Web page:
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Imagine being tasked with bringing the world’s best-selling toy into the digital world. A toy so popular that more than 7 billion units have been produced in just over 50 years on sale. A toy, in fact, that is more than just a toy to many of its fans, but a collectors’ item – and a potentially valuable one at that, with the highest amount paid for a single example standing at a whopping $72,000.
That toy is, of course, Hot Wheels, those small metal cars that’ll almost certainly have crashed into your skirting board at one time or another. Created in 1968 by Mattel toys in California, the original premise behind Hot Wheels was to create the fastest 1:64-scale toy cars around, complete with distinctive designs so that they would stand out from the competition. It was an idea so perfect it has required only subtle evolution over five decades of play.
EMBRACING THE SHIFT TO DIGITAL
Indeed, so fundamentally sound is the premise of Hot Wheels that it has been far more resistant than most to the slow shift away from analogue toys into digital ones, helped by a collectability factor that extends its appeal far beyond the typically younger audience of most other toys. But that’s not to say Mattel hasn’t already experimented with pushing Hot Wheels into the digital world, whether through video games, DVDs, or in a sort of radio-controlled guise as part of the Ai series.
Common to all of these, however, has been a sense that it is the Hot Wheels brand that is being adapted to fit the digital world, rather than the core toy itself (that being 1:64-scale cars and the corresponding track). All that changes with the introduction of Hot Wheels id, which brings analogue and digital together in what Mattel says represents the biggest product launch in the past 50 years of Hot Wheels.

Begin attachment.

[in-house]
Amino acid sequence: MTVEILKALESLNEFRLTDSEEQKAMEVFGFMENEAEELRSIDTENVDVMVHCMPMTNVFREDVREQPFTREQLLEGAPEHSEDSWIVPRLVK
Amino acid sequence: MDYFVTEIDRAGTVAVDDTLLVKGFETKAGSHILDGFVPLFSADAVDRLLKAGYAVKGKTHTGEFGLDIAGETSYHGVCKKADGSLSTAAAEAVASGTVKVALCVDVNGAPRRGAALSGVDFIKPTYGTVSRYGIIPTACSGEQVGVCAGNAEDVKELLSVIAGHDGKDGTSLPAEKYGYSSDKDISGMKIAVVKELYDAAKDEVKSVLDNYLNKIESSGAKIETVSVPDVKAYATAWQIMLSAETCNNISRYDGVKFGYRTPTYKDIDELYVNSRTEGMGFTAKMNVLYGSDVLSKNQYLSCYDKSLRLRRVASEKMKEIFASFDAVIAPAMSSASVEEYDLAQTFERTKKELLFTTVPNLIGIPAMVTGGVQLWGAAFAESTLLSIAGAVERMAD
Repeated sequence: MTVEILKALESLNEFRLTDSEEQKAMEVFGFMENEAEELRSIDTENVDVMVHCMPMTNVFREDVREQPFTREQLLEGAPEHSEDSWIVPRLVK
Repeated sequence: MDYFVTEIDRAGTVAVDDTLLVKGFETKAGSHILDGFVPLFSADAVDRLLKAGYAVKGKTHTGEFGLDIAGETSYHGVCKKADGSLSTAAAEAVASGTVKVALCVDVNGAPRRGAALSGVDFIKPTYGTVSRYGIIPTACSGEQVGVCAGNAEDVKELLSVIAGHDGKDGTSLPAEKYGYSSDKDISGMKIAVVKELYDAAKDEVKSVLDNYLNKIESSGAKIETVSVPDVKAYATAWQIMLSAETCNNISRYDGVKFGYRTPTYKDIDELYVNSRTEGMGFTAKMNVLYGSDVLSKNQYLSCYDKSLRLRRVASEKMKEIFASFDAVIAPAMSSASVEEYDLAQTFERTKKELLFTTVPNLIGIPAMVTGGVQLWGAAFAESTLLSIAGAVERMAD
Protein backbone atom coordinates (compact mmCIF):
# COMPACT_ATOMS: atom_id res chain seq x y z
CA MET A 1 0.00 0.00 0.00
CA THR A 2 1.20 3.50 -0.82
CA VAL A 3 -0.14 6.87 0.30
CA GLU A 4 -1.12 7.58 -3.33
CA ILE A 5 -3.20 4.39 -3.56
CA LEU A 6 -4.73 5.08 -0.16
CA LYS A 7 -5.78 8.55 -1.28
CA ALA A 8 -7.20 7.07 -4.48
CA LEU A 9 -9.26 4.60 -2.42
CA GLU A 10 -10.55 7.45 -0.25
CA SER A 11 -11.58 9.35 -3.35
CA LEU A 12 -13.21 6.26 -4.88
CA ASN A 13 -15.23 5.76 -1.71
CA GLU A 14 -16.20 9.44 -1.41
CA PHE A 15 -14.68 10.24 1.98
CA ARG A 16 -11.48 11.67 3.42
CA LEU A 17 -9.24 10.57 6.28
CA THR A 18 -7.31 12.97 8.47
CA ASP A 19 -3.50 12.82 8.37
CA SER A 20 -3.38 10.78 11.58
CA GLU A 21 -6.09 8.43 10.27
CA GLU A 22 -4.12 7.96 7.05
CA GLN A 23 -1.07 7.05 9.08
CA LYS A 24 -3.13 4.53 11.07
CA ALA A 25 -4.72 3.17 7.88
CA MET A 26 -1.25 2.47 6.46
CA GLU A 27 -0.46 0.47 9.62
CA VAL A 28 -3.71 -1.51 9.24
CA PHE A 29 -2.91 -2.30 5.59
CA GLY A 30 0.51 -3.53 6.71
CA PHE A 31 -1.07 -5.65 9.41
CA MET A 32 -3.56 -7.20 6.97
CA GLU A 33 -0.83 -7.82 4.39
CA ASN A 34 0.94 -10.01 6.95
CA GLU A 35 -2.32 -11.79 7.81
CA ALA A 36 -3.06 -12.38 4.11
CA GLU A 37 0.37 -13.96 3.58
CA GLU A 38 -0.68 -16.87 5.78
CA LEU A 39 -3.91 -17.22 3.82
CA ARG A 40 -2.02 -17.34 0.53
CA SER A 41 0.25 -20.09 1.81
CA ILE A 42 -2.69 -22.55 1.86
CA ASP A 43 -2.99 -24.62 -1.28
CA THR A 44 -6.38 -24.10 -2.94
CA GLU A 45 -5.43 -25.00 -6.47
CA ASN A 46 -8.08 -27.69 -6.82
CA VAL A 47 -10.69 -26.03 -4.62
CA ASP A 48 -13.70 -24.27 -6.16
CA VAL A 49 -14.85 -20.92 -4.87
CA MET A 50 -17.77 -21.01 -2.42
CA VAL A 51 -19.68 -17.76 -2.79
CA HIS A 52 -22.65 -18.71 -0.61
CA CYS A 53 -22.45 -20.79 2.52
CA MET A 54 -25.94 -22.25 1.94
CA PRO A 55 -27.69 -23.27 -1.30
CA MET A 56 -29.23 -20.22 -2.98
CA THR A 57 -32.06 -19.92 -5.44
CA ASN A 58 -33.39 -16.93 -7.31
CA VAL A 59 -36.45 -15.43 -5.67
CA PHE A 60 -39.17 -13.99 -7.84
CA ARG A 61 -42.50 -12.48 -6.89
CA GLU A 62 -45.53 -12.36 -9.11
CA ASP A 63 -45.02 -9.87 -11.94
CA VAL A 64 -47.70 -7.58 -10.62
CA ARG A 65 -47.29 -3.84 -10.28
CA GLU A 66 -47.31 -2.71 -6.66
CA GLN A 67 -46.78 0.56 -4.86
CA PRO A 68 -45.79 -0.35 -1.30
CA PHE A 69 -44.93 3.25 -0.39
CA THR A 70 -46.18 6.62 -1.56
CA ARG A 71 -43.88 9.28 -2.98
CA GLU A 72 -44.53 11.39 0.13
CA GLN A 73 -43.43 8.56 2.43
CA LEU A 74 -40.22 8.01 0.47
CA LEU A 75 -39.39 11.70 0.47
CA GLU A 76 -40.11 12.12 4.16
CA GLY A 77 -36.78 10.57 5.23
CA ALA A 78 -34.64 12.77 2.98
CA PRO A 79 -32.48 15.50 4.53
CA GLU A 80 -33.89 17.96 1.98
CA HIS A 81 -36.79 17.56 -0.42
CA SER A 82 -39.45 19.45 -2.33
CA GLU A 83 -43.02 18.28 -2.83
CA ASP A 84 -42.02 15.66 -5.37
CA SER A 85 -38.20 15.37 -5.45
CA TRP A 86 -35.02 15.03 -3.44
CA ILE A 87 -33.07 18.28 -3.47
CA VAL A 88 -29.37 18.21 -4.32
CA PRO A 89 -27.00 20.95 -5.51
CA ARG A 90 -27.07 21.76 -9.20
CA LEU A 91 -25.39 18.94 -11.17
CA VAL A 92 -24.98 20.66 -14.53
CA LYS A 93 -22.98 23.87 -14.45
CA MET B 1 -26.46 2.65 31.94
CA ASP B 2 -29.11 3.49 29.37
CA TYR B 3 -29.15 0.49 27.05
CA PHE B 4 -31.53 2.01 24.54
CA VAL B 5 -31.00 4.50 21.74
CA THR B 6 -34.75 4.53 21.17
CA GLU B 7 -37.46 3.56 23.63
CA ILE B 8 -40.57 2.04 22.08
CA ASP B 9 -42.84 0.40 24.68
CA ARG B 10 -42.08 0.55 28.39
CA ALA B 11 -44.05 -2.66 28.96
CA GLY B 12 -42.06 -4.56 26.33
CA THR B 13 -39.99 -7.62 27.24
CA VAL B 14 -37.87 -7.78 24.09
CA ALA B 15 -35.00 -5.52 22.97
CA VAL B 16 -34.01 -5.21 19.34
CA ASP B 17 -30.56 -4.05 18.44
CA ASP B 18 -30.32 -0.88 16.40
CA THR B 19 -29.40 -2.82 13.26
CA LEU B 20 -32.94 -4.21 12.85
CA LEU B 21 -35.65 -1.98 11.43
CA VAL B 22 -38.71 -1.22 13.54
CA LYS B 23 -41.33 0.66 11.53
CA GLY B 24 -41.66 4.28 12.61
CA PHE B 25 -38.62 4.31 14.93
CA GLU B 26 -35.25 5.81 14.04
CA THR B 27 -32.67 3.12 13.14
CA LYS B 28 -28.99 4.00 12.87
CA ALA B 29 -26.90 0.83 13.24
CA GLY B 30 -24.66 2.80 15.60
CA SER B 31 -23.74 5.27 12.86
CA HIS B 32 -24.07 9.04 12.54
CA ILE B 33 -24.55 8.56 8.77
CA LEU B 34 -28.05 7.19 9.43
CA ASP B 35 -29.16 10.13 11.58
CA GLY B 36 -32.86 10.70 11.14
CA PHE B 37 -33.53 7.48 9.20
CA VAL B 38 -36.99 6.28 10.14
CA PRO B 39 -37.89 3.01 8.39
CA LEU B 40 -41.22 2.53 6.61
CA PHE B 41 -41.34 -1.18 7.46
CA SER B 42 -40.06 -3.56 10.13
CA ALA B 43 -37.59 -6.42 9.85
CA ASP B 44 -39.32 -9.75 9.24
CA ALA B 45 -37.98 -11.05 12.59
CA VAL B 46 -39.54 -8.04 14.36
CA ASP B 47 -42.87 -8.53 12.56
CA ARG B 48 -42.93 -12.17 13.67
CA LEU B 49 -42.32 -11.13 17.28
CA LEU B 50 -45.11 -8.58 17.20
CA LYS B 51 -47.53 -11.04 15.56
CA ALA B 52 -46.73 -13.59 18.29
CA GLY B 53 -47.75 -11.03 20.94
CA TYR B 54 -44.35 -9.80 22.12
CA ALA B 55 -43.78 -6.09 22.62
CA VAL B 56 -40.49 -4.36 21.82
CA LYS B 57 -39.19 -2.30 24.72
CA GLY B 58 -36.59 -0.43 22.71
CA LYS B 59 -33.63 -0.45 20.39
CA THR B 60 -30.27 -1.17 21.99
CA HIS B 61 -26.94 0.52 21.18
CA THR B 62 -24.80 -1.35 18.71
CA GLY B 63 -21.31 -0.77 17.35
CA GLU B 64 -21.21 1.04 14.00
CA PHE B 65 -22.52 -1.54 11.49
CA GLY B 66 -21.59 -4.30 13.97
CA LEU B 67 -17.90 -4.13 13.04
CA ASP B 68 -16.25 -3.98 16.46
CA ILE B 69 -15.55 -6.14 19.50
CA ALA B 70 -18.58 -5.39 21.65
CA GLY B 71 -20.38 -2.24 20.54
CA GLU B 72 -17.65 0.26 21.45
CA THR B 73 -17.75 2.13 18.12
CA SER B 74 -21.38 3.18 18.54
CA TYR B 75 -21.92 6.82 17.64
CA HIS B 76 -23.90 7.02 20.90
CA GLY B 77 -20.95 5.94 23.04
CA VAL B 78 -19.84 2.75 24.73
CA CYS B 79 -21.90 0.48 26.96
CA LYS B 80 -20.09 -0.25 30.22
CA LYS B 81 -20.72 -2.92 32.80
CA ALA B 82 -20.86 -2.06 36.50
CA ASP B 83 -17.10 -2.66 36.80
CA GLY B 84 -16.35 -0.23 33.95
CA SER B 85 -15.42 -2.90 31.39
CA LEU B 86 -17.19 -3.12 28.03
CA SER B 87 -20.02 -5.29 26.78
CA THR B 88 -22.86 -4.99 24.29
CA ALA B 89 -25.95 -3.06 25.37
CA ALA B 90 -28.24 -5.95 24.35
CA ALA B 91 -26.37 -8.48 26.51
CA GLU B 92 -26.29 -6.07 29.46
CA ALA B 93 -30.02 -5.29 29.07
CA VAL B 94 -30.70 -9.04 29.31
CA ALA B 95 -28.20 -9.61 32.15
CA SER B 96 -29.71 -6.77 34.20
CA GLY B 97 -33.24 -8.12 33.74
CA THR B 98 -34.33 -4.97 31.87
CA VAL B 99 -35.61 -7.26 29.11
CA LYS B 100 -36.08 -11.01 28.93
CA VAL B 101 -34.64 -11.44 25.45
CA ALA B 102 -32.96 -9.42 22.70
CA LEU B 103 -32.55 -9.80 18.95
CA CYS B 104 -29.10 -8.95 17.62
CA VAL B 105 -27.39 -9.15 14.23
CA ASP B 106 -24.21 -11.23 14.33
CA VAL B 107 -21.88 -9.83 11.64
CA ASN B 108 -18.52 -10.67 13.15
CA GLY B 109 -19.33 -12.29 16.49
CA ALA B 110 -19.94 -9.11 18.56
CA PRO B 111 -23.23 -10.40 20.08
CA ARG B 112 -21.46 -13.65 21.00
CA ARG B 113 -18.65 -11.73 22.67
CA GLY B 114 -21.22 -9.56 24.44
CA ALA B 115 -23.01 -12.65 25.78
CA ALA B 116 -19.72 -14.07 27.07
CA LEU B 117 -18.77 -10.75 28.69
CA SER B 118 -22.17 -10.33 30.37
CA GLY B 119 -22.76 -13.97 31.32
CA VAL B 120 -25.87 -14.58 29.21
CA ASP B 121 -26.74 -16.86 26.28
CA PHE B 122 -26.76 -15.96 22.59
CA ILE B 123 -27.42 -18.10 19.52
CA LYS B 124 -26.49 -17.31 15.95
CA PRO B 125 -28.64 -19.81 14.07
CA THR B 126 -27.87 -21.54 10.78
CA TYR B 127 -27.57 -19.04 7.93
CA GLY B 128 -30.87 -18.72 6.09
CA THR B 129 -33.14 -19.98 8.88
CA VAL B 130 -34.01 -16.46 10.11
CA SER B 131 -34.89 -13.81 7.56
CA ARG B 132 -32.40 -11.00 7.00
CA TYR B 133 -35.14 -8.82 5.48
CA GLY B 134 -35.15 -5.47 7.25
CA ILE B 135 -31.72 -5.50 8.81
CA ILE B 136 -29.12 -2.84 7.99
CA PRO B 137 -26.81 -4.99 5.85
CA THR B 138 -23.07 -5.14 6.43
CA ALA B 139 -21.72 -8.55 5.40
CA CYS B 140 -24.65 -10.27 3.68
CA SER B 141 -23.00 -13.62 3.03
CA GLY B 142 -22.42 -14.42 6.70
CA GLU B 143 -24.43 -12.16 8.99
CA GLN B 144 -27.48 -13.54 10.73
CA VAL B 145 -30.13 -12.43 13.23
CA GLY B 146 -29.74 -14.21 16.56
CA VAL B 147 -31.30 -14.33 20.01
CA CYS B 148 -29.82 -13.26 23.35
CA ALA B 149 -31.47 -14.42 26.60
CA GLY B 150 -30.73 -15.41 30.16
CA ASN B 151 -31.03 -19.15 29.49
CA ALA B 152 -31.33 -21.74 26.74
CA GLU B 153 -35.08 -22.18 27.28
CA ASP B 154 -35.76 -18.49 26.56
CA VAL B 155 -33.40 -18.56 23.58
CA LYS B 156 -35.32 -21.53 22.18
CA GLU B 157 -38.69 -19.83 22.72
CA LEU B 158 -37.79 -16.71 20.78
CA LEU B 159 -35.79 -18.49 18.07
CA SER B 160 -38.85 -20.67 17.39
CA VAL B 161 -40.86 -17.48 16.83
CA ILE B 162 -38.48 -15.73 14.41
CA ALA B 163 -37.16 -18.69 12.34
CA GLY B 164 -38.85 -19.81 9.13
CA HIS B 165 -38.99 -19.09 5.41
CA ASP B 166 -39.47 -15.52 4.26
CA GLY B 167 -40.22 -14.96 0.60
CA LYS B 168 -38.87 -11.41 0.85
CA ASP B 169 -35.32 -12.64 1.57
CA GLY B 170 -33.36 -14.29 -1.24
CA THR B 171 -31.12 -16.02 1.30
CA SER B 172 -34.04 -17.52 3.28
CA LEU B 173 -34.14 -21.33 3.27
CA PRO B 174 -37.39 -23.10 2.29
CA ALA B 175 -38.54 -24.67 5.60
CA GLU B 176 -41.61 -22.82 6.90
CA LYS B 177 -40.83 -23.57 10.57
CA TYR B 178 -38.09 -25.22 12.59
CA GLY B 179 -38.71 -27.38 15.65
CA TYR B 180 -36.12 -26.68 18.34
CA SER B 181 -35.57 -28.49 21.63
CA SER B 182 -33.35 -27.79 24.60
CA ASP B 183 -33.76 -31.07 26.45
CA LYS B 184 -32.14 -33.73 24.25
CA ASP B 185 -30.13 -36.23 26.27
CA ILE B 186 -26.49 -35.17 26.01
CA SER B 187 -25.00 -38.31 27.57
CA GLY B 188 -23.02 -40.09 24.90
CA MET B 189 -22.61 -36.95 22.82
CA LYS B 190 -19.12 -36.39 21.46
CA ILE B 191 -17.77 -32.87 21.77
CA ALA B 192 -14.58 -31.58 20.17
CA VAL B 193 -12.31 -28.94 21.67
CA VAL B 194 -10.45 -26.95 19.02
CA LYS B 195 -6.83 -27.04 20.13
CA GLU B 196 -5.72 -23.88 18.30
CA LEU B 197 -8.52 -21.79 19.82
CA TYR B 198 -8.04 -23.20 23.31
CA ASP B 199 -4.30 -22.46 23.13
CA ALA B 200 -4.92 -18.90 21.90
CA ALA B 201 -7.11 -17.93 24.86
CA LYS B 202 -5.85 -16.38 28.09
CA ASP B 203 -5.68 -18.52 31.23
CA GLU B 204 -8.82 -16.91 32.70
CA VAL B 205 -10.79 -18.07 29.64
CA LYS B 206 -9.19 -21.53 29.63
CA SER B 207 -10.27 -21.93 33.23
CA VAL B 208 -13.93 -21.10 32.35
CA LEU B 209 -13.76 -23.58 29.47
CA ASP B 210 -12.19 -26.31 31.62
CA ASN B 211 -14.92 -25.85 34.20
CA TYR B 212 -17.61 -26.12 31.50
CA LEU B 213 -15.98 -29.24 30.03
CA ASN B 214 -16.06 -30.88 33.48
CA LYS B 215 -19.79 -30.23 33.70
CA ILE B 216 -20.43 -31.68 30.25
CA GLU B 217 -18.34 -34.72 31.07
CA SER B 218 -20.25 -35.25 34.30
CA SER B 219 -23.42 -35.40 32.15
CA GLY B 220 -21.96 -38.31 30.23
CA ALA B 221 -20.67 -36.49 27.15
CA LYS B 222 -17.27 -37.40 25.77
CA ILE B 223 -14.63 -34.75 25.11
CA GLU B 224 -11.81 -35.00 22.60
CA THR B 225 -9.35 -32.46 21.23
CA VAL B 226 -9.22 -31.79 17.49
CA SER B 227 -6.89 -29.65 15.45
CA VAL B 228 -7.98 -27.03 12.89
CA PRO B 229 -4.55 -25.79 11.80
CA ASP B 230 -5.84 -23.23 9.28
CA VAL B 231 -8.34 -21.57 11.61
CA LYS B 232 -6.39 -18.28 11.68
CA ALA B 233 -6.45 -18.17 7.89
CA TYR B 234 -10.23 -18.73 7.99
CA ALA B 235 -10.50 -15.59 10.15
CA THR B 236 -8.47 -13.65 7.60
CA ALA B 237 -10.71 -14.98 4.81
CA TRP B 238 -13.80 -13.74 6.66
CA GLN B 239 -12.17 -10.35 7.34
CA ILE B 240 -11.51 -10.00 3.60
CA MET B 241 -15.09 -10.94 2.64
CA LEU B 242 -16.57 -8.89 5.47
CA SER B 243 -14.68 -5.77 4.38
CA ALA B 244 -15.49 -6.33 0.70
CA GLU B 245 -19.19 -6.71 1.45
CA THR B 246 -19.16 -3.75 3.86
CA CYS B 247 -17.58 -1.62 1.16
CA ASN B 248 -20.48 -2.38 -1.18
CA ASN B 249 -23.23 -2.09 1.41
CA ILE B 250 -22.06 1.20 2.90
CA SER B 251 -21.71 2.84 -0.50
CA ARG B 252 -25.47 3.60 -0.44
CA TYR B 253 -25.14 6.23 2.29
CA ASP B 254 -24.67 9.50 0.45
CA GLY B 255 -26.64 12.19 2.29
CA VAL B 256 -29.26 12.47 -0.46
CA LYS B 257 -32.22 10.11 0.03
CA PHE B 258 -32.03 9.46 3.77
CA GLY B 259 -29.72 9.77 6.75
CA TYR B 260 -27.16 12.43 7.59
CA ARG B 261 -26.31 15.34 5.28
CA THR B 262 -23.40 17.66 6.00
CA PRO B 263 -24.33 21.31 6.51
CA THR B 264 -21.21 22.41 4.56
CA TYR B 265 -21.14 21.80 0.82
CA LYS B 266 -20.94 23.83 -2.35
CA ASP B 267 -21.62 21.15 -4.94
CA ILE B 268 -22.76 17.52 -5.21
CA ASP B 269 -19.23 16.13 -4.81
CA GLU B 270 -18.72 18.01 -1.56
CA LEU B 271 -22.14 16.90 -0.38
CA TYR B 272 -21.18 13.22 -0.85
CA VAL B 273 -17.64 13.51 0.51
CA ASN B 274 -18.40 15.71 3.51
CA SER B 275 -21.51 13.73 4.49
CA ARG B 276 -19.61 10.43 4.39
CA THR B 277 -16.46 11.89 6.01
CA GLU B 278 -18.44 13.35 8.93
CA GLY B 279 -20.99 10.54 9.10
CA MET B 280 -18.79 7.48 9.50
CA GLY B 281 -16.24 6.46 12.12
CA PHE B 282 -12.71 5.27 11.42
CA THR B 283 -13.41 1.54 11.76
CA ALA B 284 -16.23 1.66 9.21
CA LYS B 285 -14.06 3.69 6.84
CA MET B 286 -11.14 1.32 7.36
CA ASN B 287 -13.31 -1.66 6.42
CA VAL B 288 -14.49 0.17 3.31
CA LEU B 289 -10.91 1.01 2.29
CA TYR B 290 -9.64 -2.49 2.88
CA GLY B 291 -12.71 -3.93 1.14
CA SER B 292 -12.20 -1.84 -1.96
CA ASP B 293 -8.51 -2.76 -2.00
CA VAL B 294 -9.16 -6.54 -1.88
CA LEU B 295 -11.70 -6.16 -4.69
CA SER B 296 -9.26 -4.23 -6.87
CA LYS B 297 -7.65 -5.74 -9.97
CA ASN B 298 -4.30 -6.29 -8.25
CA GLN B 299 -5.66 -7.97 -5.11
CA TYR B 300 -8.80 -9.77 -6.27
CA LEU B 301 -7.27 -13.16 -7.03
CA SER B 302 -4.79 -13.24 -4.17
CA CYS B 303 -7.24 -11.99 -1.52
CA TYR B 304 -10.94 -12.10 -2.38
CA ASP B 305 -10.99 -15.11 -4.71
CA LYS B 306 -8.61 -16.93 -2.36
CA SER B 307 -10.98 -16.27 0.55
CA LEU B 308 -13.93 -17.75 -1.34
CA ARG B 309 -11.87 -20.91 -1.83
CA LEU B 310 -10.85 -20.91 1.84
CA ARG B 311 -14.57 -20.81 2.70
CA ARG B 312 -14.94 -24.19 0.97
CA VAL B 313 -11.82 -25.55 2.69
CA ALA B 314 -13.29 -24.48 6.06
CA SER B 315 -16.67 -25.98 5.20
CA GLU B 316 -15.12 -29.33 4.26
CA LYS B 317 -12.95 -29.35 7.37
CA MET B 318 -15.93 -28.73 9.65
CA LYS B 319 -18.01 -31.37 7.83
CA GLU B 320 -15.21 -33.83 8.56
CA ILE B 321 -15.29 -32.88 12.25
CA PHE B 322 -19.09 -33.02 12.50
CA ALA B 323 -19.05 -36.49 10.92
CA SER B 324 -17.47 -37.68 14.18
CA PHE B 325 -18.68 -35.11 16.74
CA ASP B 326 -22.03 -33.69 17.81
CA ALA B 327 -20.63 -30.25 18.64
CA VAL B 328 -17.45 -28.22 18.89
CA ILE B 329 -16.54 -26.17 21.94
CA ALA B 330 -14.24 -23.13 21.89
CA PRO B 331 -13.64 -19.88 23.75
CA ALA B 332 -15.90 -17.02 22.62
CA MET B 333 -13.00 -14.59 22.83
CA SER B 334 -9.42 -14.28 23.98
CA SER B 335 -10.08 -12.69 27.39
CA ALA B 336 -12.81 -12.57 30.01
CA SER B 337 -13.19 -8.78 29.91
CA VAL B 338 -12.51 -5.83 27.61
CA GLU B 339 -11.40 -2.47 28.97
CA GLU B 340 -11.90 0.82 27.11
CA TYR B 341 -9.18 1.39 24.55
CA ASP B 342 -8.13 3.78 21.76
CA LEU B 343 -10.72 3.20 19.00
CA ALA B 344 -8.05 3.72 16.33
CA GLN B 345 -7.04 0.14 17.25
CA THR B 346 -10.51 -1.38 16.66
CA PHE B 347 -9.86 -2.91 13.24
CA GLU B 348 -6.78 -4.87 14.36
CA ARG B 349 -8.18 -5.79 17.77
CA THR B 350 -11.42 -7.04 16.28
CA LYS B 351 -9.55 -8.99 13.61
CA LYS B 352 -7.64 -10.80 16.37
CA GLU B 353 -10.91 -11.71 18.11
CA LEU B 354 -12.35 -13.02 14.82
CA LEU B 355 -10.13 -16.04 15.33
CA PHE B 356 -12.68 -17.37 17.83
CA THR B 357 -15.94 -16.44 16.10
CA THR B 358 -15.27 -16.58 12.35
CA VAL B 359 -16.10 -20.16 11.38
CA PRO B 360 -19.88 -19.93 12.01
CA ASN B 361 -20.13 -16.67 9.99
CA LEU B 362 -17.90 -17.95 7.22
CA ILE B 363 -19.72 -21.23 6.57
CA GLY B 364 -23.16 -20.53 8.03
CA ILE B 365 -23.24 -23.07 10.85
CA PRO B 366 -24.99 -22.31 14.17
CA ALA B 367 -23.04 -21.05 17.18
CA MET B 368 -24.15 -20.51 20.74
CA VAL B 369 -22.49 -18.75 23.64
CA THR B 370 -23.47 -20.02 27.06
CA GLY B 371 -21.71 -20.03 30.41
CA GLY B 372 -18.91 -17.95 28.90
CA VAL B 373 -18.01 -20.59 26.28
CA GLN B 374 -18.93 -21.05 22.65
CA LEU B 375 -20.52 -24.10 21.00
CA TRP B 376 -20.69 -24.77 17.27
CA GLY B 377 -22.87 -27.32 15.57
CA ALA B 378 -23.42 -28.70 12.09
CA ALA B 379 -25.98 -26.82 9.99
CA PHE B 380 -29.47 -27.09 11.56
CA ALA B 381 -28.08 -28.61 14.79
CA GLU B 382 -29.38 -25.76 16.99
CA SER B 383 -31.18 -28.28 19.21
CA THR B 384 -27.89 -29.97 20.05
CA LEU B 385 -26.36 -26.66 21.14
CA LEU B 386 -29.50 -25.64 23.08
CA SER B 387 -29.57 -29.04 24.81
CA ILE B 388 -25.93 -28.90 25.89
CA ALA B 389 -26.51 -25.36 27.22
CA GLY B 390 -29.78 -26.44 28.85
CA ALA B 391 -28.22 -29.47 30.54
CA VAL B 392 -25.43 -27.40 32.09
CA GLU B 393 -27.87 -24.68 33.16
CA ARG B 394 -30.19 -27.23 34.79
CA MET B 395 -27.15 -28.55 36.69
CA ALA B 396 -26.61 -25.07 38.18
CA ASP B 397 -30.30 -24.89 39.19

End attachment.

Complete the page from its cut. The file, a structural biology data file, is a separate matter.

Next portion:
Termed as a ‘Mixed Play’ experience, id is designed to keep the physical toy front and centre, but incorporate digital enhancements to extend the possibilities of play. To find out more, we caught up with Rob Friedman (pictured above), who as Director, Product Management and Global Marketing at Hot Wheels, has been instrumental in bringing id to market.
“Hot Wheels id did not come about in a single shot or even a straight line, it was an organic idea that was informed by observable consumer behaviours – the increased adoption of mobile and digital platforms – and many different ideas of how to engage with a new generation of children,” says Friedman, who has been working at Mattel for six years, and on id for the past three. “We didn’t start with the technology and didn’t really know how the final product would look, and instead embarked on a discovery journey that helped us develop a product that would fit user needs and expectations more organically.”
Crucial to the team, says Friedman, was the notion that any new technology should enhance the playing experience of the core product, rather than push players into learning new behaviours. It had to still feel like Hot Wheels.
WHAT IS HOT WHEELS ID?
So what is id and how does it work? “Id is a true evolution of our core play, taking the number one selling toy in the world and adding a new dimension of play that didn’t exist before – to collect their digital twins in our virtual garage, the ability to measure their performance, complete challenges, and race in an outrageous digital world,” explains Friedman.